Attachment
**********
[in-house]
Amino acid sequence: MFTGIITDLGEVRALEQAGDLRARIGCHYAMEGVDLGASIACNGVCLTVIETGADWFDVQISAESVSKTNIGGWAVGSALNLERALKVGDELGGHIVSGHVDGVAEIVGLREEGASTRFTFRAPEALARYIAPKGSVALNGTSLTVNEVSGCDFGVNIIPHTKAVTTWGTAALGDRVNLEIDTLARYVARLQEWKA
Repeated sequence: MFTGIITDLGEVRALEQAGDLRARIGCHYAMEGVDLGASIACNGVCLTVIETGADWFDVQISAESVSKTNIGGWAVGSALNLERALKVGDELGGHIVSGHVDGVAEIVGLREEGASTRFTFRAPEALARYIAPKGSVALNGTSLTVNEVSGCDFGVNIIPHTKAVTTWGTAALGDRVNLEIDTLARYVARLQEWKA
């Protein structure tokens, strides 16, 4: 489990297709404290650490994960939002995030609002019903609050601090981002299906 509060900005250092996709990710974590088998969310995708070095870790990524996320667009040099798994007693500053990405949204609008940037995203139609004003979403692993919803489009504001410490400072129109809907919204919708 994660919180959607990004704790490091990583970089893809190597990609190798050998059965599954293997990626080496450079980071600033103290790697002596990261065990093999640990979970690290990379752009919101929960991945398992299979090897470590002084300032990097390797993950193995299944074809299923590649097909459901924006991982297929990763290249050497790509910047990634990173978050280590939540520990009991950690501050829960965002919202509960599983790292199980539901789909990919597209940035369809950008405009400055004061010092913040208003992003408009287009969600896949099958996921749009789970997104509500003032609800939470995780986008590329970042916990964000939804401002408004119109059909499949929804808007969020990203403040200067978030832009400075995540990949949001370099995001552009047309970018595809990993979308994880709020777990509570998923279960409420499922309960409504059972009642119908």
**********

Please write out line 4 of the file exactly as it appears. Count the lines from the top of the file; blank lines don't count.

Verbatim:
């Protein structure tokens, strides 16, 4: 489990297709404290650490994960939002995030609002019903609050601090981002299906 509060900005250092996709990710974590088998969310995708070095870790990524996320667009040099798994007693500053990405949204609008940037995203139609004003979403692993919803489009504001410490400072129109809907919204919708 994660919180959607990004704790490091990583970089893809190597990609190798050998059965599954293997990626080496450079980071600033103290790697002596990261065990093999640990979970690290990379752009919101929960991945398992299979090897470590002084300032990097390797993950193995299944074809299923590649097909459901924006991982297929990763290249050497790509910047990634990173978050280590939540520990009991950690501050829960965002919202509960599983790292199980539901789909990919597209940035369809950008405009400055004061010092913040208003992003408009287009969600896949099958996921749009789970997104509500003032609800939470995780986008590329970042916990964000939804401002408004119109059909499949929804808007969020990203403040200067978030832009400075995540990949949001370099995001552009047309970018595809990993979308994880709020777990509570998923279960409420499922309960409504059972009642119908």